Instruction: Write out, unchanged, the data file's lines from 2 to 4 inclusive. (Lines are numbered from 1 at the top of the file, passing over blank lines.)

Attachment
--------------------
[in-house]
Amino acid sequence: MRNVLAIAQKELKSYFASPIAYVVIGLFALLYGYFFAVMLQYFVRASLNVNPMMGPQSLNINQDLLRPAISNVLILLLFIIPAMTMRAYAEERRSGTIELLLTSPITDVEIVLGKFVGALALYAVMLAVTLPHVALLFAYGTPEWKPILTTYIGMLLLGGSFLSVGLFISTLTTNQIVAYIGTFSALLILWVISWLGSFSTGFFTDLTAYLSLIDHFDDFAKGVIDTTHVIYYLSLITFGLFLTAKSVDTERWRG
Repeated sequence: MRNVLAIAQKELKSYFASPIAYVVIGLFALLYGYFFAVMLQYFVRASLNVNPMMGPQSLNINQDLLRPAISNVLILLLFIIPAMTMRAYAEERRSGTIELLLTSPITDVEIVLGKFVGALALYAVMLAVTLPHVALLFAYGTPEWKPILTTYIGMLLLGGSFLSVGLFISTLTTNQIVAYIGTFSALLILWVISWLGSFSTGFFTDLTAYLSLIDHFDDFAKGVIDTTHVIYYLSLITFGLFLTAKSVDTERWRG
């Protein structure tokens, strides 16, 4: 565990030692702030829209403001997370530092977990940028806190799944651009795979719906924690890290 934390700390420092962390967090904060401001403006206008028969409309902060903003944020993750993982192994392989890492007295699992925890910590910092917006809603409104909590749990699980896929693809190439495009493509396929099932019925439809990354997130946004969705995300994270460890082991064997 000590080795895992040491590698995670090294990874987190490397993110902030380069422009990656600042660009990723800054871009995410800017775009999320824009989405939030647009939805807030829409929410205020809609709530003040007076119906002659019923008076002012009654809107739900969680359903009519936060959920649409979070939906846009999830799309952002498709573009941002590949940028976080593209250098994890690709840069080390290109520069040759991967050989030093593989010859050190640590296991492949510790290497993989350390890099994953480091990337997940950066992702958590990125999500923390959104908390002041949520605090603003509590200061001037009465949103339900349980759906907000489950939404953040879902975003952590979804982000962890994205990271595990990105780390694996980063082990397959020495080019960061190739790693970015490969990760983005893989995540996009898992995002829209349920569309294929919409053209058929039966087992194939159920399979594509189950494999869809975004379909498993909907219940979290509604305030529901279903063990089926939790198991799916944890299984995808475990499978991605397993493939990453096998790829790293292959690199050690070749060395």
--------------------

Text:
Amino acid sequence: MRNVLAIAQKELKSYFASPIAYVVIGLFALLYGYFFAVMLQYFVRASLNVNPMMGPQSLNINQDLLRPAISNVLILLLFIIPAMTMRAYAEERRSGTIELLLTSPITDVEIVLGKFVGALALYAVMLAVTLPHVALLFAYGTPEWKPILTTYIGMLLLGGSFLSVGLFISTLTTNQIVAYIGTFSALLILWVISWLGSFSTGFFTDLTAYLSLIDHFDDFAKGVIDTTHVIYYLSLITFGLFLTAKSVDTERWRG
Repeated sequence: MRNVLAIAQKELKSYFASPIAYVVIGLFALLYGYFFAVMLQYFVRASLNVNPMMGPQSLNINQDLLRPAISNVLILLLFIIPAMTMRAYAEERRSGTIELLLTSPITDVEIVLGKFVGALALYAVMLAVTLPHVALLFAYGTPEWKPILTTYIGMLLLGGSFLSVGLFISTLTTNQIVAYIGTFSALLILWVISWLGSFSTGFFTDLTAYLSLIDHFDDFAKGVIDTTHVIYYLSLITFGLFLTAKSVDTERWRG
């Protein structure tokens, strides 16, 4: 565990030692702030829209403001997370530092977990940028806190799944651009795979719906924690890290 934390700390420092962390967090904060401001403006206008028969409309902060903003944020993750993982192994392989890492007295699992925890910590910092917006809603409104909590749990699980896929693809190439495009493509396929099932019925439809990354997130946004969705995300994270460890082991064997 000590080795895992040491590698995670090294990874987190490397993110902030380069422009990656600042660009990723800054871009995410800017775009999320824009989405939030647009939805807030829409929410205020809609709530003040007076119906002659019923008076002012009654809107739900969680359903009519936060959920649409979070939906846009999830799309952002498709573009941002590949940028976080593209250098994890690709840069080390290109520069040759991967050989030093593989010859050190640590296991492949510790290497993989350390890099994953480091990337997940950066992702958590990125999500923390959104908390002041949520605090603003509590200061001037009465949103339900349980759906907000489950939404953040879902975003952590979804982000962890994205990271595990990105780390694996980063082990397959020495080019960061190739790693970015490969990760983005893989995540996009898992995002829209349920569309294929919409053209058929039966087992194939159920399979594509189950494999869809975004379909498993909907219940979290509604305030529901279903063990089926939790198991799916944890299984995808475990499978991605397993493939990453096998790829790293292959690199050690070749060395």